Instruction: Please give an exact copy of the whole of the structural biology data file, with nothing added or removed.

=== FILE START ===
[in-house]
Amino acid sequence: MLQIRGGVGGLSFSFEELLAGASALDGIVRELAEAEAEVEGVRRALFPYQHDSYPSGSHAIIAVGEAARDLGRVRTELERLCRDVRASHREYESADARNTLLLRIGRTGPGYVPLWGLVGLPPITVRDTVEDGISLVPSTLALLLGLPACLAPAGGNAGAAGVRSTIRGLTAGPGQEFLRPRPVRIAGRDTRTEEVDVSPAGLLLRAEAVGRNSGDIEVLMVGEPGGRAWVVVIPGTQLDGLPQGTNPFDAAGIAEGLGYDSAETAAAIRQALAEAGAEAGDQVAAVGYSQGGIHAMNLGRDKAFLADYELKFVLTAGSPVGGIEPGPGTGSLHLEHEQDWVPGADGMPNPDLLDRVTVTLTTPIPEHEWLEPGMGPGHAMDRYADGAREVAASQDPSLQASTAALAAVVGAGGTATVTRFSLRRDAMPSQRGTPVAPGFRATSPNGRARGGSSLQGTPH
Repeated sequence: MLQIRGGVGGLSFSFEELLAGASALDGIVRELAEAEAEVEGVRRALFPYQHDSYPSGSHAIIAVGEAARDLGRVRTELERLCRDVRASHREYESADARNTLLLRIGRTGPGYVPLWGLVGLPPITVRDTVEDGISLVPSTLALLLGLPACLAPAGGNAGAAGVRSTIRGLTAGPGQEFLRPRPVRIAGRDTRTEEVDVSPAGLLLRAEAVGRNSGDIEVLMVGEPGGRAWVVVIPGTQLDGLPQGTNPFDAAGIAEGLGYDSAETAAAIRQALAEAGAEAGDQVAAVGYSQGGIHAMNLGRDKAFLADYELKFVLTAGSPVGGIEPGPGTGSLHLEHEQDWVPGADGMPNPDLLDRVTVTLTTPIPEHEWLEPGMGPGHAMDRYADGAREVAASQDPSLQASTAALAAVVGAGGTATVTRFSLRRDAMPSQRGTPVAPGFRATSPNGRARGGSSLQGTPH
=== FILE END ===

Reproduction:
[in-house]
Amino acid sequence: MLQIRGGVGGLSFSFEELLAGASALDGIVRELAEAEAEVEGVRRALFPYQHDSYPSGSHAIIAVGEAARDLGRVRTELERLCRDVRASHREYESADARNTLLLRIGRTGPGYVPLWGLVGLPPITVRDTVEDGISLVPSTLALLLGLPACLAPAGGNAGAAGVRSTIRGLTAGPGQEFLRPRPVRIAGRDTRTEEVDVSPAGLLLRAEAVGRNSGDIEVLMVGEPGGRAWVVVIPGTQLDGLPQGTNPFDAAGIAEGLGYDSAETAAAIRQALAEAGAEAGDQVAAVGYSQGGIHAMNLGRDKAFLADYELKFVLTAGSPVGGIEPGPGTGSLHLEHEQDWVPGADGMPNPDLLDRVTVTLTTPIPEHEWLEPGMGPGHAMDRYADGAREVAASQDPSLQASTAALAAVVGAGGTATVTRFSLRRDAMPSQRGTPVAPGFRATSPNGRARGGSSLQGTPH
Repeated sequence: MLQIRGGVGGLSFSFEELLAGASALDGIVRELAEAEAEVEGVRRALFPYQHDSYPSGSHAIIAVGEAARDLGRVRTELERLCRDVRASHREYESADARNTLLLRIGRTGPGYVPLWGLVGLPPITVRDTVEDGISLVPSTLALLLGLPACLAPAGGNAGAAGVRSTIRGLTAGPGQEFLRPRPVRIAGRDTRTEEVDVSPAGLLLRAEAVGRNSGDIEVLMVGEPGGRAWVVVIPGTQLDGLPQGTNPFDAAGIAEGLGYDSAETAAAIRQALAEAGAEAGDQVAAVGYSQGGIHAMNLGRDKAFLADYELKFVLTAGSPVGGIEPGPGTGSLHLEHEQDWVPGADGMPNPDLLDRVTVTLTTPIPEHEWLEPGMGPGHAMDRYADGAREVAASQDPSLQASTAALAAVVGAGGTATVTRFSLRRDAMPSQRGTPVAPGFRATSPNGRARGGSSLQGTPH